Word of the day: femtosecond

This is an unimaginably small unit of time. One femtosecond is a millionth of a billionth of a second.

I came across the term in an obituary of the Nobel prize-winning scientist Ahmed Zewail which opens as follows:

“Before 1990, all students of chemistry and adjacent sciences were taught that it was impossible to determine the precise atomic rearrangements that occurred during the course of any chemical reaction at the instant when some chemical bonds are ruptured and others formed. The timescale for such events is around femtoseconds, and one femtosecond is a millionth of a billionth of a second.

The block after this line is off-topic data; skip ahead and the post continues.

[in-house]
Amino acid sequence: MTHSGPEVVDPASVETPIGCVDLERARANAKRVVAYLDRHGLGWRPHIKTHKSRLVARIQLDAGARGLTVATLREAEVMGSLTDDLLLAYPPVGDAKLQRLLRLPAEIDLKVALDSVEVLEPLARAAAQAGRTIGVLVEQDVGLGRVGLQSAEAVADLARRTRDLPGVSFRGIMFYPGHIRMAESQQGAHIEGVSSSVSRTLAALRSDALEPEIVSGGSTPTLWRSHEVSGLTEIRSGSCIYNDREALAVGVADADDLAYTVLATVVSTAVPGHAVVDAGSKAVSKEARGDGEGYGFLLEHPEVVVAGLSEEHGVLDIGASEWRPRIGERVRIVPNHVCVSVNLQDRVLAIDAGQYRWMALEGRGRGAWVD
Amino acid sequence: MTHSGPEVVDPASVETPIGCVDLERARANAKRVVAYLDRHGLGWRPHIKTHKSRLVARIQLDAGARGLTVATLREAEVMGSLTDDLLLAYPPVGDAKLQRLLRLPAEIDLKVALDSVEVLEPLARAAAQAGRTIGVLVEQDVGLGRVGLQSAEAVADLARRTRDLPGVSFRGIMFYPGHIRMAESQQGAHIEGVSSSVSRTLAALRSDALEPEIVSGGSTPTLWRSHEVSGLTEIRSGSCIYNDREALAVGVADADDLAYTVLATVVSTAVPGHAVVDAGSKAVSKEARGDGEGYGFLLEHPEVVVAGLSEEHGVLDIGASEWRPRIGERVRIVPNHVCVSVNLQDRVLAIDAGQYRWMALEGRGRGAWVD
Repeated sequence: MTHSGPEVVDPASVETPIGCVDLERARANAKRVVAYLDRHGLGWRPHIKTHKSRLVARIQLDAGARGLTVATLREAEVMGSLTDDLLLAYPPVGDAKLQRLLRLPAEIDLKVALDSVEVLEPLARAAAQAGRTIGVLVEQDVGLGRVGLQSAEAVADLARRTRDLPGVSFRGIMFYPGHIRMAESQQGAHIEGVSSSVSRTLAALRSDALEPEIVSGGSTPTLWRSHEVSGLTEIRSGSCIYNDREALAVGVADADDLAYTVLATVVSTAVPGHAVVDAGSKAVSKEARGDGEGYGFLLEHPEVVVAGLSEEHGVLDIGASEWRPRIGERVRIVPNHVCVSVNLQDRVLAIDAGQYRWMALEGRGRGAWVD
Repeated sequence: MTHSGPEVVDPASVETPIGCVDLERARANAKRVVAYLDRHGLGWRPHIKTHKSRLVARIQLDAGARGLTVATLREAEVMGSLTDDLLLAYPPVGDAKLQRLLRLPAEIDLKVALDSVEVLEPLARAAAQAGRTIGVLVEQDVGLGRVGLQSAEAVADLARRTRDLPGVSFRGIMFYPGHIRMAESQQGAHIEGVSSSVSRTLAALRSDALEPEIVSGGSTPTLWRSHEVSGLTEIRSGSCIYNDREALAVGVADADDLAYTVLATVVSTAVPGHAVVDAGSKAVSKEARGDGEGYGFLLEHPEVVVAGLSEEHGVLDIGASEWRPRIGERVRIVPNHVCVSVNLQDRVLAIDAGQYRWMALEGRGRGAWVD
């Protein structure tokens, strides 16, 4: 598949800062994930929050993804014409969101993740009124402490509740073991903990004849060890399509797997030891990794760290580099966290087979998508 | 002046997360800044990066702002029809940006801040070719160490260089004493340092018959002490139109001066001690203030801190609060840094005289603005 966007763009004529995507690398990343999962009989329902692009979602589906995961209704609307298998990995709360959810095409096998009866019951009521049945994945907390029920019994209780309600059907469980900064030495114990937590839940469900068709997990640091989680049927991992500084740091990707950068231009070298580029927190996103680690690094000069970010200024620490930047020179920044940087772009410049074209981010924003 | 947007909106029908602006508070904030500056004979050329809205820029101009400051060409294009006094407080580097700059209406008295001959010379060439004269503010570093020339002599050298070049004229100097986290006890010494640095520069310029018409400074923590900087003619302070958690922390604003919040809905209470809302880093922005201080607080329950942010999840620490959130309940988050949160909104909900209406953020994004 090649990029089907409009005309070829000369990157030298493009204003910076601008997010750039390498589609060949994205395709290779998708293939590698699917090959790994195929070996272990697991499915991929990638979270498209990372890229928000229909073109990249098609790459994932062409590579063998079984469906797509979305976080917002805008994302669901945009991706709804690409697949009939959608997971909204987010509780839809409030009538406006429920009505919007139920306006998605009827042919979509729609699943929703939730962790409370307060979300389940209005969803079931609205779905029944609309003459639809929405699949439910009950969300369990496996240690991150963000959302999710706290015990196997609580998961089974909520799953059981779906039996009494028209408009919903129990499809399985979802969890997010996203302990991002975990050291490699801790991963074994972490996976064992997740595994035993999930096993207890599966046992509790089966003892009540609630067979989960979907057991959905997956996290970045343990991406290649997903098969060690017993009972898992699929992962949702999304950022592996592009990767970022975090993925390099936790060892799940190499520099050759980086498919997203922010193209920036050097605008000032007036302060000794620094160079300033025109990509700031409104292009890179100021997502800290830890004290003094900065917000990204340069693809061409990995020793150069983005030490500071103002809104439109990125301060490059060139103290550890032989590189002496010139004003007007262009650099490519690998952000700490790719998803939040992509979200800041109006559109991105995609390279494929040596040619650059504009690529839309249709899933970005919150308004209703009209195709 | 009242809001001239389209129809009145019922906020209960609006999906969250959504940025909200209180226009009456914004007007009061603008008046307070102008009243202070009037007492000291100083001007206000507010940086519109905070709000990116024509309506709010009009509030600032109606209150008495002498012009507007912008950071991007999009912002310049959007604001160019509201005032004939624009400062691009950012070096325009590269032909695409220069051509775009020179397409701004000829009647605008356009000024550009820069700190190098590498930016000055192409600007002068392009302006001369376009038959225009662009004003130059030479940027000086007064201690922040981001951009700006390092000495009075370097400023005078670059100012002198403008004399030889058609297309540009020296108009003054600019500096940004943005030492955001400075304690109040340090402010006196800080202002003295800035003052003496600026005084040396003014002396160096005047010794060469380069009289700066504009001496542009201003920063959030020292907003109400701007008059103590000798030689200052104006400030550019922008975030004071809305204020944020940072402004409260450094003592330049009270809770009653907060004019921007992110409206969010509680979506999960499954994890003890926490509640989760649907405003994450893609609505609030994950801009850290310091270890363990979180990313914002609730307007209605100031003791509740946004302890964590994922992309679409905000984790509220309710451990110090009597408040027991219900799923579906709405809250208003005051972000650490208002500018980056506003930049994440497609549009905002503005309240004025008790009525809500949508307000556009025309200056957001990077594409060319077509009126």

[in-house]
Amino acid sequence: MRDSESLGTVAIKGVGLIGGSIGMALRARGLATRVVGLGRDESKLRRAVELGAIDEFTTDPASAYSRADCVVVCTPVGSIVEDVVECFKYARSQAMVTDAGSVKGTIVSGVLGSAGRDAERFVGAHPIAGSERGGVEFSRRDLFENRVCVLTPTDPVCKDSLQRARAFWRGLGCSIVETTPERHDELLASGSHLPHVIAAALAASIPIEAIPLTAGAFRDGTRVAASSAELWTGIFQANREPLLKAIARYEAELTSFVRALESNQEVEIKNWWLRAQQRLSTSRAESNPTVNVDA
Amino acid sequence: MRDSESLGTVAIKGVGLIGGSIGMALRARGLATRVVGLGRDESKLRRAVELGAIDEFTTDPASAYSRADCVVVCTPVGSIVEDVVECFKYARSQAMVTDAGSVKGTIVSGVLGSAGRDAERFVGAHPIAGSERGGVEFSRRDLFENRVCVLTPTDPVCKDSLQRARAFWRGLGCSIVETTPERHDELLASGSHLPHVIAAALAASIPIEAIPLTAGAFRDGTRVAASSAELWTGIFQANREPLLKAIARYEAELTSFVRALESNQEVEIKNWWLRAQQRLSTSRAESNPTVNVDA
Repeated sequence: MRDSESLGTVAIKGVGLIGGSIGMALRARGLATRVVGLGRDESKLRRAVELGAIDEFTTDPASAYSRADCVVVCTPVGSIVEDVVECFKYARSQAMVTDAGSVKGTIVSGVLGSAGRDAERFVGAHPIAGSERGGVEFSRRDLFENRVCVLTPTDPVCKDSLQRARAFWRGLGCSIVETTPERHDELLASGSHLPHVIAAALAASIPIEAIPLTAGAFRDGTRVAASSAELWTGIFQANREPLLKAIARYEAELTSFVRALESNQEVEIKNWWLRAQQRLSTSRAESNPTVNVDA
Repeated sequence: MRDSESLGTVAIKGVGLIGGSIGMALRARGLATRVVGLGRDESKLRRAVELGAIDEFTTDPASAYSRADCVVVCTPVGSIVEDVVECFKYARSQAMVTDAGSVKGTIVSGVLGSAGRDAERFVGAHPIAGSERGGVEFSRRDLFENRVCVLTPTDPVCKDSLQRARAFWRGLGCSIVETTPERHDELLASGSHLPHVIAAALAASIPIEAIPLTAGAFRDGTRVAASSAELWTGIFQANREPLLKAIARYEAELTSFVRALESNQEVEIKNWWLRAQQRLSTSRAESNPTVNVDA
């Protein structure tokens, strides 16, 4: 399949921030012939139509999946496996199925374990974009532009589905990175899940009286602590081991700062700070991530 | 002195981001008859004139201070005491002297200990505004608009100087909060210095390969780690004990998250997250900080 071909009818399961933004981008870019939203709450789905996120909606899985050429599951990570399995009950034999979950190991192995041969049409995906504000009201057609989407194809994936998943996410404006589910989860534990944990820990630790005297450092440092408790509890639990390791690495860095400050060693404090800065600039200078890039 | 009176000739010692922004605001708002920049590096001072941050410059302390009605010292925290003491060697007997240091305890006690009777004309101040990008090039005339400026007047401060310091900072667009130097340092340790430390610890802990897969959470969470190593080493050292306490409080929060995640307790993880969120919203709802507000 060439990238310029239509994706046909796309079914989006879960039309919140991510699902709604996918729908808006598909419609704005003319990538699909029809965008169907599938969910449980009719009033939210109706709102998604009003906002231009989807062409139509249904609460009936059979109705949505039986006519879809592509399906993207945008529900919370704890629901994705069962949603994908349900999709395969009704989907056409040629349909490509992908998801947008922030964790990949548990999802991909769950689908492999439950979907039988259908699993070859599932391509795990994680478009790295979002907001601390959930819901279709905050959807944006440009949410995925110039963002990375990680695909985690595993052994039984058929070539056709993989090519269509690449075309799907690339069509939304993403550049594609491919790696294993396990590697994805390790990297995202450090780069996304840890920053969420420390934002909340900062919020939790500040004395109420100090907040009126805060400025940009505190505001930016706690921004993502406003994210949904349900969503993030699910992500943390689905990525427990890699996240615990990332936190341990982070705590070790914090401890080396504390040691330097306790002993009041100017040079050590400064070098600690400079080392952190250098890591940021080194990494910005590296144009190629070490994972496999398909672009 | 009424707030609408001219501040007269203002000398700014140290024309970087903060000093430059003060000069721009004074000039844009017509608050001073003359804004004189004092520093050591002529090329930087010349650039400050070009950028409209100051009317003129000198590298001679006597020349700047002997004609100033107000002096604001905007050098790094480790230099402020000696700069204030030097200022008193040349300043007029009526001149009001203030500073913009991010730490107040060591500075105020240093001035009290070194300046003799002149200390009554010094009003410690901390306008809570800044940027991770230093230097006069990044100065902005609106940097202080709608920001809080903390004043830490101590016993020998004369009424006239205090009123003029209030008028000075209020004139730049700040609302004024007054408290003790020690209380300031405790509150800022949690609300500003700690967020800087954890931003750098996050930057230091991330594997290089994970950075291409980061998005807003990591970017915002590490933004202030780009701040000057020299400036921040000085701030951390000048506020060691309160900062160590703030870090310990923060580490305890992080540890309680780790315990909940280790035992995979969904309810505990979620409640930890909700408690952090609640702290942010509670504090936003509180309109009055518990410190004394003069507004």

The major contribution made by Ahmed Zewail, who has died aged 70, was to break through this barrier. At the California Institute of Technology (Caltech), he developed ultrafast lasers which delivered pulses of femtosecond duration, thus making it possible to “photograph” the fundamental process of bond rupture and bond formation. For this outstanding work, he was awarded the Nobel prize for chemistry in 1999.”


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